The ban applies to benefits (whether monetary or non-monetary) provided to a distributor (or any associated person) under a flex commission arrangement where:
- the amount of the benefit is determined (in whole or in part) by reference to the annual percentage rate, or the amount of any fees or charges, under the contract; and
- the annual percentage rate, or the amount of the fees and charges, have been determined, proposed or influenced by the distributor (or an associated person).
In other words, the benefit will only be banned if the value of the benefit is calculated by reference to interest, fees or charges where the distributor (or an associated person) has a role in the pricing of interest, fees or charges.
The ban will not be triggered if the distributor (or an associated person):
- can propose or influence the type or identify of the goods to be purchased or rented;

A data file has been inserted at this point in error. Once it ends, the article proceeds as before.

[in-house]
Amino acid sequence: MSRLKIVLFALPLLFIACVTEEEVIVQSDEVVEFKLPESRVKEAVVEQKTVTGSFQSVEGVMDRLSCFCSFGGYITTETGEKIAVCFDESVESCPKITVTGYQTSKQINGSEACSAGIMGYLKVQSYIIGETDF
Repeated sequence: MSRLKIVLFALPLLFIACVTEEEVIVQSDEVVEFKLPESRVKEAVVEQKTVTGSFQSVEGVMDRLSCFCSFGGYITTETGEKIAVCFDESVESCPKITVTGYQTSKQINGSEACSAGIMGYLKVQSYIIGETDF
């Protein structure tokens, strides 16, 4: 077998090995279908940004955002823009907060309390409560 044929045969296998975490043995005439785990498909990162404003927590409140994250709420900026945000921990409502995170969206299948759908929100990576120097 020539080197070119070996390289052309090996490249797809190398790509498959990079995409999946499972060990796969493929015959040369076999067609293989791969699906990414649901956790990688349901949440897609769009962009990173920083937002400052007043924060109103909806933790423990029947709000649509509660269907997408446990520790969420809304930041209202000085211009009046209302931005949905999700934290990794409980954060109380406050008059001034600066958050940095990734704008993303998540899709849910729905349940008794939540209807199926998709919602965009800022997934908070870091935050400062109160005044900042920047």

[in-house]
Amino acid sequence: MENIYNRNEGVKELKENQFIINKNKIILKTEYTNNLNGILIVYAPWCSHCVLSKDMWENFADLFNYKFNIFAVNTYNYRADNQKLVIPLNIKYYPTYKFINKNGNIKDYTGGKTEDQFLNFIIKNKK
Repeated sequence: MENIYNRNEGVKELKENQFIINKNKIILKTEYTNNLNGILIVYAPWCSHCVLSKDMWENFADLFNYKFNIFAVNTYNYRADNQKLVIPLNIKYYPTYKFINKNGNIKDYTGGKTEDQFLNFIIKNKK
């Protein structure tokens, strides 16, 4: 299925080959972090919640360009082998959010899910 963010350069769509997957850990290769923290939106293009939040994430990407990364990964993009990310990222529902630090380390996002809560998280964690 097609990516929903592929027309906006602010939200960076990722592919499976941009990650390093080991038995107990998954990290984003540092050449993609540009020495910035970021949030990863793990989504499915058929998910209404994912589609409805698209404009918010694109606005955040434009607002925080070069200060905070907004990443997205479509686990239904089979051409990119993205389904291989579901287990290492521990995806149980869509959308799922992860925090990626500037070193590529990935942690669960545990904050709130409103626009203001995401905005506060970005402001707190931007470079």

- merely provides the licensee with information about the consumer’s requirements, objectives or financial situation.
The ban does not apply to the following benefits:
- In the case of credit contracts, a benefit that is calculated by reference to an annual percentage rate that falls within an allowable range (proposed to be between: (a) 200 points less than the rate specified by the licensee before any determination, proposal or influence is made by the service provider (specified rate); and (b) that specified rate).
- In the case of consumer leases, a benefit that is calculated by reference to a rental charge that falls within an allowable range (proposed to be between: (a) 4% less than the rental charge specified by the licensee before any determination, proposal or influence is made by the distributor (specified rental charge); and (b) that specified rental charge).